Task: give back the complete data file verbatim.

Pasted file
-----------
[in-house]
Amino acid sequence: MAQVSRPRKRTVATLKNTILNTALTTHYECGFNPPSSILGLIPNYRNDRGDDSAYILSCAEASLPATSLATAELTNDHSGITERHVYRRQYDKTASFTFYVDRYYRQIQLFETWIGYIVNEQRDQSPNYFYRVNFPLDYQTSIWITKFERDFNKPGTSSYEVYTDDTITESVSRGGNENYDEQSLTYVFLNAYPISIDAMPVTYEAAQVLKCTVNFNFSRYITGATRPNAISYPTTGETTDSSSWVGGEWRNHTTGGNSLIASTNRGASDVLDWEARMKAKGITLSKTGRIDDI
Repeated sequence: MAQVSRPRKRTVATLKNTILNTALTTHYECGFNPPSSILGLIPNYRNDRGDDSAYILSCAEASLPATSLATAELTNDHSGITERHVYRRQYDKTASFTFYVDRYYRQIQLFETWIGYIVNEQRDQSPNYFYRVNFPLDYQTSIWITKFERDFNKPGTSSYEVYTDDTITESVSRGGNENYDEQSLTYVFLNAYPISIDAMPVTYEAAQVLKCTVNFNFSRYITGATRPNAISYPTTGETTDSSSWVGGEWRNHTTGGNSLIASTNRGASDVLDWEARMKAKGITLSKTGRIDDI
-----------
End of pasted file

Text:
[in-house]
Amino acid sequence: MAQVSRPRKRTVATLKNTILNTALTTHYECGFNPPSSILGLIPNYRNDRGDDSAYILSCAEASLPATSLATAELTNDHSGITERHVYRRQYDKTASFTFYVDRYYRQIQLFETWIGYIVNEQRDQSPNYFYRVNFPLDYQTSIWITKFERDFNKPGTSSYEVYTDDTITESVSRGGNENYDEQSLTYVFLNAYPISIDAMPVTYEAAQVLKCTVNFNFSRYITGATRPNAISYPTTGETTDSSSWVGGEWRNHTTGGNSLIASTNRGASDVLDWEARMKAKGITLSKTGRIDDI
Repeated sequence: MAQVSRPRKRTVATLKNTILNTALTTHYECGFNPPSSILGLIPNYRNDRGDDSAYILSCAEASLPATSLATAELTNDHSGITERHVYRRQYDKTASFTFYVDRYYRQIQLFETWIGYIVNEQRDQSPNYFYRVNFPLDYQTSIWITKFERDFNKPGTSSYEVYTDDTITESVSRGGNENYDEQSLTYVFLNAYPISIDAMPVTYEAAQVLKCTVNFNFSRYITGATRPNAISYPTTGETTDSSSWVGGEWRNHTTGGNSLIASTNRGASDVLDWEARMKAKGITLSKTGRIDDI